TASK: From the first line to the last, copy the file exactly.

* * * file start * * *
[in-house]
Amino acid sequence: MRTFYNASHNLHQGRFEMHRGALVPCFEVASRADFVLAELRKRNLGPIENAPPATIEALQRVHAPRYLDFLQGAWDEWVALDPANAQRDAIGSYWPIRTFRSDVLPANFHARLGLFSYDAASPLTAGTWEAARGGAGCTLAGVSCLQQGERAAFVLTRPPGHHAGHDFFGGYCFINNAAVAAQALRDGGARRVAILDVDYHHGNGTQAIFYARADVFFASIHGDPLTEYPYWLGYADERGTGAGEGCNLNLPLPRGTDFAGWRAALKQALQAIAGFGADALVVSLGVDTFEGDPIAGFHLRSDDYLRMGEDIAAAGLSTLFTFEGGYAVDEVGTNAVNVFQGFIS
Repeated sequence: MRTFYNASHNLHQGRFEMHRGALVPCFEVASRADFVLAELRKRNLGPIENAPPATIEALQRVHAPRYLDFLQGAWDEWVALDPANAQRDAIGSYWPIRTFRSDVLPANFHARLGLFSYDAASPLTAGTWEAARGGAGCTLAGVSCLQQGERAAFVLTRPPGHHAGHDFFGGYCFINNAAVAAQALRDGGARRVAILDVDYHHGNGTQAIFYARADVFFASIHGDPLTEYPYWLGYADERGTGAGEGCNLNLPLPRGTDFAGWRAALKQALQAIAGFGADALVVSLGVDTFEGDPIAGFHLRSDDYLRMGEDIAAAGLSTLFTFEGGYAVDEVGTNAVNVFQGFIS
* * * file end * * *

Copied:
[in-house]
Amino acid sequence: MRTFYNASHNLHQGRFEMHRGALVPCFEVASRADFVLAELRKRNLGPIENAPPATIEALQRVHAPRYLDFLQGAWDEWVALDPANAQRDAIGSYWPIRTFRSDVLPANFHARLGLFSYDAASPLTAGTWEAARGGAGCTLAGVSCLQQGERAAFVLTRPPGHHAGHDFFGGYCFINNAAVAAQALRDGGARRVAILDVDYHHGNGTQAIFYARADVFFASIHGDPLTEYPYWLGYADERGTGAGEGCNLNLPLPRGTDFAGWRAALKQALQAIAGFGADALVVSLGVDTFEGDPIAGFHLRSDDYLRMGEDIAAAGLSTLFTFEGGYAVDEVGTNAVNVFQGFIS
Repeated sequence: MRTFYNASHNLHQGRFEMHRGALVPCFEVASRADFVLAELRKRNLGPIENAPPATIEALQRVHAPRYLDFLQGAWDEWVALDPANAQRDAIGSYWPIRTFRSDVLPANFHARLGLFSYDAASPLTAGTWEAARGGAGCTLAGVSCLQQGERAAFVLTRPPGHHAGHDFFGGYCFINNAAVAAQALRDGGARRVAILDVDYHHGNGTQAIFYARADVFFASIHGDPLTEYPYWLGYADERGTGAGEGCNLNLPLPRGTDFAGWRAALKQALQAIAGFGADALVVSLGVDTFEGDPIAGFHLRSDDYLRMGEDIAAAGLSTLFTFEGGYAVDEVGTNAVNVFQGFIS